Researchers discover new plant immune pathway based on G protein
Plant cell-surface localized immune receptors recognize conserved microbial features to perceive pathogen invasion and activate plant immunity. Heterotrimeric G proteins, which are composed of α, β and γ subunits, are widely found in eukaryotes and play important regulatory roles in eukaryotic cells.
Previously, a research team led by Prof. Zhou Jianmin from the Institute of Genetics and Developmental Biology (IGDB) of the Chinese Academy of Sciences has shown that plant-specific Gα protein extra-large G protein 2 (XLG2) regulates plant immunity by directly coupling to immune receptors. Upon pathogen infection, XLG2 was phosphorylated by the central immune kinase receptor-like cytoplasmic kinases (RLCKs) at the N terminus. However, how XLG2 regulates immune receptor-mediated downstream immune signaling remained unknown.
In a new study published in Cell Host & Microbe on Oct. 13, the research team led by Prof. Zhou found that microbial patterns rapidly induce the nuclear accumulation of XLG2, which requires its nuclear-localization signal motif and phosphorylation sites of XLG2. They showed that the nuclear localization of XLG2 plays an important role in plant resistance to bacterial pathogens.
The researchers further identified that nuclear-localized XLG2 interacts with a family of kinase named Mut9-like kinases (MLKs). While MLKs negatively regulate defense gene expression in a kinase activity dependent manner, XLG2 de-represses immune response by inhibiting the kinase activity of MLK, and probably suppresses its phosphorylation on downstream unknown targets.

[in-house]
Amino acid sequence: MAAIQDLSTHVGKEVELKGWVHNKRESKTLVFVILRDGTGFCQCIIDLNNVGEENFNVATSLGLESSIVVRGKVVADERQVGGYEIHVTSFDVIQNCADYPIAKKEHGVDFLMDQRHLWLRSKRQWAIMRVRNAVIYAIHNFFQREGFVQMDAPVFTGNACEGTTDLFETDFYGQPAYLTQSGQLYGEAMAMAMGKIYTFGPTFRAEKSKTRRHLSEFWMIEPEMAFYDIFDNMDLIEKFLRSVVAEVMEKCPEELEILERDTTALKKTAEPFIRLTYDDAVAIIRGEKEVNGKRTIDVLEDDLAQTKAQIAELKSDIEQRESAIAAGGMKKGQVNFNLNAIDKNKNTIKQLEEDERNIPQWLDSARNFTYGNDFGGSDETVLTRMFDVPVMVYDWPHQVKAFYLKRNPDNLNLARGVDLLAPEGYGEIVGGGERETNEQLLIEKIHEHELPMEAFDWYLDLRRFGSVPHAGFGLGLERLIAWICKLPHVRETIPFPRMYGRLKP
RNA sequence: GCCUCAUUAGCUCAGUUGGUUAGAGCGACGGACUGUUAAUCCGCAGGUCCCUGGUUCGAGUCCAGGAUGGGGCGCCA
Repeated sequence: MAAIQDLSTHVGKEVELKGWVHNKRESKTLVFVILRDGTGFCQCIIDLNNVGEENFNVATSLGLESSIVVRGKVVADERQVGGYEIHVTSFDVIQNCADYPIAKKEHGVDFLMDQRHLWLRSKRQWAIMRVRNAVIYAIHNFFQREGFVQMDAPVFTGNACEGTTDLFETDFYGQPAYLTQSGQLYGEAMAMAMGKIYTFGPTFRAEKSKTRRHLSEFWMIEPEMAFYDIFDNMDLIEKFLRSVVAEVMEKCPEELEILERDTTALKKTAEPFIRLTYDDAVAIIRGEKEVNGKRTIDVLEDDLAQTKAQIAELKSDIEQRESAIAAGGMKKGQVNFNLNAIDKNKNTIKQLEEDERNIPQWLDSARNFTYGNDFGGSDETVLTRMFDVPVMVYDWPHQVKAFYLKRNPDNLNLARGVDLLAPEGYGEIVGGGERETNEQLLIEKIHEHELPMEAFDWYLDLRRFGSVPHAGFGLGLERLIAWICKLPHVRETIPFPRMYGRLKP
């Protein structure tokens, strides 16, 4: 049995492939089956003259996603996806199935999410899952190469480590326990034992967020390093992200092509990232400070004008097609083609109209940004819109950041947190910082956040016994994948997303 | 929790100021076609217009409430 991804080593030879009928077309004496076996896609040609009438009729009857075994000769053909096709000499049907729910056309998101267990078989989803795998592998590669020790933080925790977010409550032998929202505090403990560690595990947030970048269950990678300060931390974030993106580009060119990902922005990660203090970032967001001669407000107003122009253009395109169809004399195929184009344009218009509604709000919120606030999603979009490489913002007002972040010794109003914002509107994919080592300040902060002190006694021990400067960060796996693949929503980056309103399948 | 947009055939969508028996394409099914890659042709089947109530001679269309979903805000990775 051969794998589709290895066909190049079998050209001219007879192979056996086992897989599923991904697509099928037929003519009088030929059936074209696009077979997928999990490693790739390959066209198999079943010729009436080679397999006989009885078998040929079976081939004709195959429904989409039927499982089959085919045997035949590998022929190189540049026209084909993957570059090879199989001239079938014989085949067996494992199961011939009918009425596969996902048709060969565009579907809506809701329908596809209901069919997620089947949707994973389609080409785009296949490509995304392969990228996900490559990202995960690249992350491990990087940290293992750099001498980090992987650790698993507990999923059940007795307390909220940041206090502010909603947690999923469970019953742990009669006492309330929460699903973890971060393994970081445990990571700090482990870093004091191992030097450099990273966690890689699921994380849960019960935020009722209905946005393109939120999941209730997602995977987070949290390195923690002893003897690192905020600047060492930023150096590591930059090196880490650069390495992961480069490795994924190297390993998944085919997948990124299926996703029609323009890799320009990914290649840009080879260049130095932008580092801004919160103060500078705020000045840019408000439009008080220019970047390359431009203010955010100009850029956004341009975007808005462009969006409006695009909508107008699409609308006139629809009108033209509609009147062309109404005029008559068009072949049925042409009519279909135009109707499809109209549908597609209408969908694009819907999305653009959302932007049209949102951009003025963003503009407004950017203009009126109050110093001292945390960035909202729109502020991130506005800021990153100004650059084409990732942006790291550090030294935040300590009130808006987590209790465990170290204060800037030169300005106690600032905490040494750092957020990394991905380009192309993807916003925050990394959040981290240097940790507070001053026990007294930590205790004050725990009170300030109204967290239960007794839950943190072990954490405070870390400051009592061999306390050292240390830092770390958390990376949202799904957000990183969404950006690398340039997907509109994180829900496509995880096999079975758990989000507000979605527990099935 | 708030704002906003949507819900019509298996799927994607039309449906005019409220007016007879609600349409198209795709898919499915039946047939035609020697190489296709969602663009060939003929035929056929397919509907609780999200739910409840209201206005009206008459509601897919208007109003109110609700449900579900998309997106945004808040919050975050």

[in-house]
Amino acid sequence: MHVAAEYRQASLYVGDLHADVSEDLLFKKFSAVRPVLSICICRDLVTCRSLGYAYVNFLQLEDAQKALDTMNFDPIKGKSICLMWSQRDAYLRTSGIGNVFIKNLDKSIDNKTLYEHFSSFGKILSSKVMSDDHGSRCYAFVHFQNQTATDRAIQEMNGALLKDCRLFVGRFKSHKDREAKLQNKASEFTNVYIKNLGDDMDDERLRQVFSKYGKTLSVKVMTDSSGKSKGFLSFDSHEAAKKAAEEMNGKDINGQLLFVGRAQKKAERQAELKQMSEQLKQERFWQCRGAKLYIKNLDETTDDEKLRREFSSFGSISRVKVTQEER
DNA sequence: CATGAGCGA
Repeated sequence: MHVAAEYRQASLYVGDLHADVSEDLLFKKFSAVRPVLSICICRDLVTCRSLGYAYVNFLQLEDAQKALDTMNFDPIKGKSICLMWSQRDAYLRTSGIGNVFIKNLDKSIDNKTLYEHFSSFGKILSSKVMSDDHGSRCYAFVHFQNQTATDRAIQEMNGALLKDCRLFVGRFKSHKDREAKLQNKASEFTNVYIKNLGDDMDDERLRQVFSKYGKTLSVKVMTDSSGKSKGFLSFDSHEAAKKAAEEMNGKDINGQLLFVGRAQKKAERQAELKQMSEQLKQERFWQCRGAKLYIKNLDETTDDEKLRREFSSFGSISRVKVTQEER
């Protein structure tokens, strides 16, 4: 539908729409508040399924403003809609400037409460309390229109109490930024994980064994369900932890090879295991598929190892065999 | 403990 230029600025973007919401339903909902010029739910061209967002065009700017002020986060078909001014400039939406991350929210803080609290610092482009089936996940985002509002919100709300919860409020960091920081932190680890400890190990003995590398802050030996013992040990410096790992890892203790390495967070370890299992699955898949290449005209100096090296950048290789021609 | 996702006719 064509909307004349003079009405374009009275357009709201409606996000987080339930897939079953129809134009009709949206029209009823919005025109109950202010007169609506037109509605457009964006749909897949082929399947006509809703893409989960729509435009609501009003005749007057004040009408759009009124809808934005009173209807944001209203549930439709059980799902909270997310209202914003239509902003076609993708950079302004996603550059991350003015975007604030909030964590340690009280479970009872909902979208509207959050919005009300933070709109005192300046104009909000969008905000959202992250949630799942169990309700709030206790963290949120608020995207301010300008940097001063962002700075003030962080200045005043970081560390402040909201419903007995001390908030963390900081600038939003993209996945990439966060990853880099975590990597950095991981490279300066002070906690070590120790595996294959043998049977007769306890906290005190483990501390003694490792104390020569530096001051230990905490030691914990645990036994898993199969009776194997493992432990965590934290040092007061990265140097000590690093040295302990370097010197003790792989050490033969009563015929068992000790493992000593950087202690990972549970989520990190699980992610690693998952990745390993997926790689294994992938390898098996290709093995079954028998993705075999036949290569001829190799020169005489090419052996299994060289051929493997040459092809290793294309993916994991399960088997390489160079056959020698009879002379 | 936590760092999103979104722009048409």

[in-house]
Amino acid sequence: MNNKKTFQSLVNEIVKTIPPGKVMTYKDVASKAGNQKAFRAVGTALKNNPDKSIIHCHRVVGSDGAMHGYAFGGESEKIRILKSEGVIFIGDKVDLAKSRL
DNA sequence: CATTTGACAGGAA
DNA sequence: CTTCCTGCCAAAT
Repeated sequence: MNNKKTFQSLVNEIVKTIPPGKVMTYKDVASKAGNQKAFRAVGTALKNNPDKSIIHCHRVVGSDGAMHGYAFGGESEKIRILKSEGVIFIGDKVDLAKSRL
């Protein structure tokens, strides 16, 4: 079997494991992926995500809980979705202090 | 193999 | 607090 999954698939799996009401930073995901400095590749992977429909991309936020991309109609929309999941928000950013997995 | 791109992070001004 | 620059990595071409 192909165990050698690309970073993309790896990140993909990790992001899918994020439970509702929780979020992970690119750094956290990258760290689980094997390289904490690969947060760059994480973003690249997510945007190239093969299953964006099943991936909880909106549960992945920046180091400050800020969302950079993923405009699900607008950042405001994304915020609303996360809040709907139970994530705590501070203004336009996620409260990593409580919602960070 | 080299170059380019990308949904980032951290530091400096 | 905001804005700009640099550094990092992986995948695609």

This study reveals a new pathway linking surface-localized immune receptors and defense gene expression in the nucleus, which might provide new clues for improvement of plant resistance. Meanwhile, this finding also greatly improves our understanding on heterotrimeric G protein-mediated downstream signaling in plants.
More information: Miaomiao Ma et al, A surface-receptor-coupled G protein regulates plant immunity through nuclear protein kinases, Cell Host & Microbe (2022). DOI: 10.1016/j.chom.2022.09.012
Journal information: Cell Host & Microbe
Provided by Chinese Academy of Sciences